I say, family issues are inevitable. Don’t look to the lives of others to escape your own problems – realize that Allah (SWT) has placed you in the circumstance you are in because He (SWT), in His supreme knowledge, knows you can handle it.

For me, I’ve come to see family strife as bound to occur. Although not easy in the least, my main concern has been managing it as gracefully as I can when it does happen.

Our spiritual growth and purification is tied to the moments we want to talk back but don’t, or have been betrayed by a family member and don’t seek revenge.

It’s certainly not easy, especially when we have depictions of the perfect family life crossing our sights at every moment; from the television, advertisements, social media and so forth, we are inundated with (often times) false realities of perfect, happy families.

The truth is, we all deal with stuff. The greatest individuals who came before us did
and we certainly are not immune.

The key then is, how do you deal with your stuff? With grace, or harshness? With acceptance or bitterness? With resolve or chaos? Consider the following verse:

“Do the people think that they will be left to say, “We believe” and they will not be tried?” (Surat Al-Ankabut, 29:2)

The choice is ours – let’s figure this stuff out.

And Allah (SWT) knows best,

~ ubah

(Share your experiences/thoughts below, and any further examples we can derive inspiration from.)


On Our Ways Out

بسم الله و الحمد لله والصلاة والسلام على رسول الله

The weather here has been sporadic (anyone who lives here knows it as the truth!). It was only a little over a week ago that we had a fresh snowfall a few days after the first day of spring. Today, the sidewalks were clear of any snow, and the sun shone down its glorious rays upon us (bi’ithnillah). I spent quite some time outside, heading from campus to the downtown area. I sat and observed my surroundings: children playing, a father scolding his son for standing in the path of an oncoming truck, a couple sitting not too far from me, a pair of police officers strolling by – everything was so animated.

What stunned me the most, however, was the transient nature of the weather today. The morning was cool and sunny, followed by a warm and breezy afternoon, and topped off with a powerful windstorm and rain in the evening. As I lived in today’s weather, I realized what a clear and powerful sign, or ayah, it was from Allah (SWT). For me, the transient and turbulent nature of the weather I had witnessed today was a metaphor for life and death.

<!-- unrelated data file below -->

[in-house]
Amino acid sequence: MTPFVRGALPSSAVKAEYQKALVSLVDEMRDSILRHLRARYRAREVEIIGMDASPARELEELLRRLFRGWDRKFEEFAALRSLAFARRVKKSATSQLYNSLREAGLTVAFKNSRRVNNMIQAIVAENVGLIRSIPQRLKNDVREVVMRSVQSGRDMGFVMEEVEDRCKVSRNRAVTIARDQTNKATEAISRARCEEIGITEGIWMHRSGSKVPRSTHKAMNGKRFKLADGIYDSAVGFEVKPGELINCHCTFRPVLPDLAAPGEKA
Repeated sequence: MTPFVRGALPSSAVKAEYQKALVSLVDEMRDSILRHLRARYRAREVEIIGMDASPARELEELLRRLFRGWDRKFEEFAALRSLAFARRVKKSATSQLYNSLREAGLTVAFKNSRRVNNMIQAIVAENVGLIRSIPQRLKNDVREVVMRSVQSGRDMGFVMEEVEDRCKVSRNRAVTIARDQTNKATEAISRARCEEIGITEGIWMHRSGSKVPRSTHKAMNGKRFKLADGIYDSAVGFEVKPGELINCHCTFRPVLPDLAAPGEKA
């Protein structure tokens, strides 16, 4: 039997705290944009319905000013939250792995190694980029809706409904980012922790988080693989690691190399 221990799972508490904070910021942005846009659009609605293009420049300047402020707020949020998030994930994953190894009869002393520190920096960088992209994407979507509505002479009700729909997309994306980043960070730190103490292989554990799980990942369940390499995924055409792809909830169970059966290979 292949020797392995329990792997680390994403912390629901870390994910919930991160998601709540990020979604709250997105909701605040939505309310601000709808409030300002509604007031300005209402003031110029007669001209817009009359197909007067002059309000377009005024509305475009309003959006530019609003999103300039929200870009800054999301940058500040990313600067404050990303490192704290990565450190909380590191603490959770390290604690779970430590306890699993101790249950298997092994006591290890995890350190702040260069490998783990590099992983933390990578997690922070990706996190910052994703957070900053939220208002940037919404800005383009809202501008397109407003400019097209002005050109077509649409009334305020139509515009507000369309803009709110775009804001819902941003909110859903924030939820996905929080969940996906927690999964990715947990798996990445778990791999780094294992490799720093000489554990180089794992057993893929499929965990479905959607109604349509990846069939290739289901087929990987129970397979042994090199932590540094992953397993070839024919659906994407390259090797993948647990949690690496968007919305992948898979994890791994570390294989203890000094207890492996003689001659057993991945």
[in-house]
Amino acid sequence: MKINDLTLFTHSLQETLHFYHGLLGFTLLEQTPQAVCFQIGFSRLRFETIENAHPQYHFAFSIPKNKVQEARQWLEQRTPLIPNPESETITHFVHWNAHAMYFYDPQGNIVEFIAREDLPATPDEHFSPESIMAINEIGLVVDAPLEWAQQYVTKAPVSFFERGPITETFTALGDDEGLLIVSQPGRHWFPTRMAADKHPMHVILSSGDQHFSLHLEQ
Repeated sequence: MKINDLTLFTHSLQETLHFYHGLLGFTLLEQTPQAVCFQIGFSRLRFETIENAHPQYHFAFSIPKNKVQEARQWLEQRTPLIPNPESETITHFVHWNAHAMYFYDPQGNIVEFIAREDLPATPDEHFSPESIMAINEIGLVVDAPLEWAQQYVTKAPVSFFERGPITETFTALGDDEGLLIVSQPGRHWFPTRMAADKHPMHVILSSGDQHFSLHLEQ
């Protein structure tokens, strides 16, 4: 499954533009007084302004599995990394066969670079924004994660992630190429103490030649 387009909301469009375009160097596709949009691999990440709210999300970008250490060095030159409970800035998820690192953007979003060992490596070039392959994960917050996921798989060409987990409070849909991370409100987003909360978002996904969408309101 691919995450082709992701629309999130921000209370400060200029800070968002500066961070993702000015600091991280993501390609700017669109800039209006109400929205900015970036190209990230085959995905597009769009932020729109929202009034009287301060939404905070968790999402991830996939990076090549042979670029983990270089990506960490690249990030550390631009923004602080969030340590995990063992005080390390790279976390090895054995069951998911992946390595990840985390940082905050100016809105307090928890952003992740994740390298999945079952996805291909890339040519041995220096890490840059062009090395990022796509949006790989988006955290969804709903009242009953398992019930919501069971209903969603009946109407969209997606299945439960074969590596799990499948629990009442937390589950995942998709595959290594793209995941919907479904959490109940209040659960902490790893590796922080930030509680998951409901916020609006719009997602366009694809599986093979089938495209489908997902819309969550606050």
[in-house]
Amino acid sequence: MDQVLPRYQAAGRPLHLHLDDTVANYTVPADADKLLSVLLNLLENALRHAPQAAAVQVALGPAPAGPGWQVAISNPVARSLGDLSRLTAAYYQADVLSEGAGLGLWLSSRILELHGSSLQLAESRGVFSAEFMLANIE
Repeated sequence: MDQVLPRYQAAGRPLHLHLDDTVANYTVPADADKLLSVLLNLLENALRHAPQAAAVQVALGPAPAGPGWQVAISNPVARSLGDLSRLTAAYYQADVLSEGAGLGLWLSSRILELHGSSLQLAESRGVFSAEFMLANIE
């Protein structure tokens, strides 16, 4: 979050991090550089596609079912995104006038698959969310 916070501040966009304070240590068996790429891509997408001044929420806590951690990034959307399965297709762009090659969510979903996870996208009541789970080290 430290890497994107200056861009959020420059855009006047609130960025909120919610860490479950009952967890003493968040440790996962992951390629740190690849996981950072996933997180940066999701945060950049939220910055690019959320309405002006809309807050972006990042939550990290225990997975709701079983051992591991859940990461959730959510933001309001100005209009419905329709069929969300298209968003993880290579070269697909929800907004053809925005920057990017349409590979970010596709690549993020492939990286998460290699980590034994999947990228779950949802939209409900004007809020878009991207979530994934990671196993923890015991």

As I inhaled the crisp air and became immersed in the beauty that surrounded me, I couldn’t help but become acutely aware of how all of the moments unfurling before me were to pass. Just like every moment from the past, this too, would become a memory. And one day, so would I.

Lately, I’ve been having this acute awareness of the limited nature of my life. Watching the cold winter reluctantly transform into a soggy spring has had a deep, spiritual effect on me.

Everyone and everything seems so much more alive and yet, the reality is that every soul will taste death.

Yet still, we live as if this isn’t the case. We indulge in this temporary, transient life and swim in a state of heedlessness. Indeed, Allah (SWT) says:

“[The time of] their account has approached for the people, while they are in heedlessness turning away.” (Surat Al-Anbiya, 21:1)

SubhanAllah. Take a moment to consider the fact that this verse was revealed over 1400 years ago. If the Day Of Judgement was being referred to in such present terms at that time, how about today? How much closer is it now? Indeed, we are in the end times – the signs are clear.

It may strike you as odd that the beauty that I mentioned earlier has illicited such (seemingly) morbid thoughts from me, but the truth is, I believe that being unable to see past the fleeting beauty of this life is the ultimate tragedy. Becoming absorbed and consumed by what is essentially a mirage, and losing the opportunity to strive for the next – real – life is devastating.

For so long, I was in a state of spiritual heedlessness. I took this life for face-value. I made investments in it without attaching the intention of having a higher spiritual purpose. By His grace, I was awakened. My eyes – those of my soul, my heart – were opened. And now, I see this life differently. I try to do everything with purpose. Although I may fall into heedlessness, I recognize the power of God to remove me from it.

Just like the next season, we’re on our ways out.

If I were to draw this life, it’d consist of a long line-up of every person on this earth, child and elderly alike, single file before an empty grave. One by one, each person stepping in – only to enter the next life.

The truth? We are all members of this line-up. Although some of us may be farther up the queue than others, we are in the line and on our ways out, nonetheless.

So if we are soon leaving, why cling to the temporary? Should we not cling to the Eternal, and strive for the everlasting?

And Allah (SWT) knows best.

~ ubah